The actor who played a brainy gangster in The Wire could, in a new film, change how we think about South Africa's greatest leader.
The name Nelson Mandela has become so golden that a feud between the 94-year-old's many apostles, over whether or not he would attend the 2010 World Cup opening, became a brief national scandal. TV stations are already bidding hundreds of thousands of dollars for the rights to cover his funeral. He is more than a living legend; to speak for Mandela is like carrying the stone tablets down from Mount Sinai. School children all over the world learn his name and his quest to end Apartheid. The last three U.S. presidents -- the most powerful individuals in the world -- have all courted Madiba, as Bill Clinton lovingly calls him.
Nelson Mandela has been portrayed on film by some of America's most august actors: Morgan Freeman, Danny Glover, Sidney Poitier, and Terrence Howard. Now, according to rumors circulating in the South African and British press, Mandela will be played by Idris Elba, best known for his portrayal of Machiavellian mobster Stringer Bell in The Wire, HBO's acclaimed series about drug crime in Baltimore. It's a surprising choice but, if it's true, the things that make it surprising could be precisely what make Elba a good choice to portray Mandela.
The British actor and his now-famous American character seem entirely at odds with the Gandhian, grandfatherly Mandela that the world loves and sometimes worships: young, tough, emotionally complicated, intelligent, and maybe a little hotheaded. That's not the Mandela we know, but we should. The public perception of Mandela as a Gandhi-like figure who promoted non-violent resistance to white rule and helped end Apartheid is true, and the global adoration is deserved and important. But that's only one part of Mandela's life. Both the man and the legacy are more complicated, and look just a touch more like Stringer Bell than we might realize -- or want to acknowledge.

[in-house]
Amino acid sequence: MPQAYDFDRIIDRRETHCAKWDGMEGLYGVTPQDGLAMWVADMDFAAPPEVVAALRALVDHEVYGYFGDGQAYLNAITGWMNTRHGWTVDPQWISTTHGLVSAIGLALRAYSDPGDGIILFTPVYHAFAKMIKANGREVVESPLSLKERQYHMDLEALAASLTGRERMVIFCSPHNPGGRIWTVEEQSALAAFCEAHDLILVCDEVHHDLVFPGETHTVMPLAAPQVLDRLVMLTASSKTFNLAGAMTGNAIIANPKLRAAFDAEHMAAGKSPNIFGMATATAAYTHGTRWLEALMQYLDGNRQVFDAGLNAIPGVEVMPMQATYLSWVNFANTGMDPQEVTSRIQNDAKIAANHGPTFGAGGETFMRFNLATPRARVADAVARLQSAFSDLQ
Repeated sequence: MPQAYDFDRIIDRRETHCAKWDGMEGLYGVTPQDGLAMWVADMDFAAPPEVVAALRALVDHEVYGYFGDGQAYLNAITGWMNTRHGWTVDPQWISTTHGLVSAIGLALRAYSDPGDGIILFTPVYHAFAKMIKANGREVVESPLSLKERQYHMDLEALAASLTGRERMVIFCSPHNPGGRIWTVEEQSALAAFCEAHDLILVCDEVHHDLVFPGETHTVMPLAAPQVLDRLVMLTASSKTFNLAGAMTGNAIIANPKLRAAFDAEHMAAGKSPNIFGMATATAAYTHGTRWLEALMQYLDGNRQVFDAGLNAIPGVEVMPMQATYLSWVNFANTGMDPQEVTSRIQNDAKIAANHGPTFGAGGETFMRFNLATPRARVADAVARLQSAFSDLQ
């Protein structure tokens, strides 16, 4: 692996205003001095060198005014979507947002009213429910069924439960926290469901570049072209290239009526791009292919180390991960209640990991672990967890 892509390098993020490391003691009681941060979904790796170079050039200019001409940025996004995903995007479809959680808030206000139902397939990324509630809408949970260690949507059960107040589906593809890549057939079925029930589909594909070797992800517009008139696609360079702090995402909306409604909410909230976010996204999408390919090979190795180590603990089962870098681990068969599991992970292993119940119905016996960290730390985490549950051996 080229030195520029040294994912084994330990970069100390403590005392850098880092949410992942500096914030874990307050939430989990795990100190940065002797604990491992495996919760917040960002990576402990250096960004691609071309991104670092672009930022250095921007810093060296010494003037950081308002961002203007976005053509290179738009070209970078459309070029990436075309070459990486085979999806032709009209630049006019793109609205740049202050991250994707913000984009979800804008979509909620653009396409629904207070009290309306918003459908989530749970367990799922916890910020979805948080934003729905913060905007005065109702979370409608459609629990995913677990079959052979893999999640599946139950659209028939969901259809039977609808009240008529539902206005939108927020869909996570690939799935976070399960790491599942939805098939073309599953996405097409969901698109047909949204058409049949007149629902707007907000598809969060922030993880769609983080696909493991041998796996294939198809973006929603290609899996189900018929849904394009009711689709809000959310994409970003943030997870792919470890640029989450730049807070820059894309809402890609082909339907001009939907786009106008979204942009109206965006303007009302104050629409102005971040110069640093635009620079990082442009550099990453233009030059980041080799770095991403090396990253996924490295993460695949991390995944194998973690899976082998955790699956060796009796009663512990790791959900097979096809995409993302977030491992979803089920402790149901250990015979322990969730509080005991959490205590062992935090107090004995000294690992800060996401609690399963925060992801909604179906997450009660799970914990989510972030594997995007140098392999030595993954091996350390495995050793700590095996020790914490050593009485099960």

In 1961, an angry and desperate Nelson Mandela helped found a paramilitary group called Umkhonto we Sizwe, or "Spear of the Nation." He was 42 years old (Idris Elba is now 39) and his nonviolent, Gandhi-inspired activism against the brutally racist Apartheid regime was not succeeding. A year earlier, white police had shot and killed 69 protesters in Sharpeville. "We felt that without violence there would be no way open to the African people to succeed in their struggle against the principle of white supremacy," Mandela said at his trial three years later. Peaceful efforts had failed, he said; "only then we decide to answer violence with violence" against the state. "The violence which we chose to adopt was not terrorism," he insisted, but both Mandela and Umkhonto we Sizwe were internationally condemned as terrorists. Mandela later said of the communist and militant Wolfie Kodesh, "His knowledge of warfare and his first hand battle experience were extremely helpful to me."
If Mandela's "Spear of the Nation" wasn't a terrorist group, it was certainly a guerrilla army. It attacked what Mandela called "the symbolic places of apartheid" and sabotaged state buildings and infrastructure. Though he urged against killing, his activism and language infused an ideology of violent resistance into the group. In the years after Mandela was imprisoned in 1964, Umkhonto we Sizwe became increasingly violent. By the 1980s, it had begun torturing and sometimes executing its prisoners. It set off car bombs in public places and even installed land mines on some rural roads.
His then-wife, Winnie, encouraged some of the anti-Apartheid movement's most horrific acts of violence: "necklacing," the practice of draping a tire over your victim's shoulders, dousing it with lighter fluid, and lighting it for a horrific and painful death. In 1988, her personal bodyguard kidnapped and murdered a 14-year-old boy who was accused of informing on the movement; Winnie was later convicted of ordering the act.
Mandela wasn't involved in any of these incidents, nor did he order them, but he had helped start the group and its violent ideology. He later renounced violence and, when he was finally released from prison in 1990, organized peaceful reconciliation between the country's racial groups, one of the most important moments of peacemaking in a century soaked in ethnic conflict. Still, Mandela was once a soldier in that conflict. But his transformation into a Gandhian leader is all the more remarkable for it.
Mandela is a complicated figure, like so many national leaders, and he struggled with his cause and with himself. Though we are accustomed to thinking of him more like the kindly old man portrayed by Morgan Freeman, or as the unassailable hero beloved by Bill Clinton, Nelson Mandela is also a human being. Like all of us, he has a dark side, and so did his movement to end Apartheid. If the coming film and portrayal by Idris Elba can help us understand that, can introduce a little more Stringer Bell into the Madiba legacy, then we will all have a better understanding of one of modern Africa's most important stories and of the strength it takes to choose nonviolence.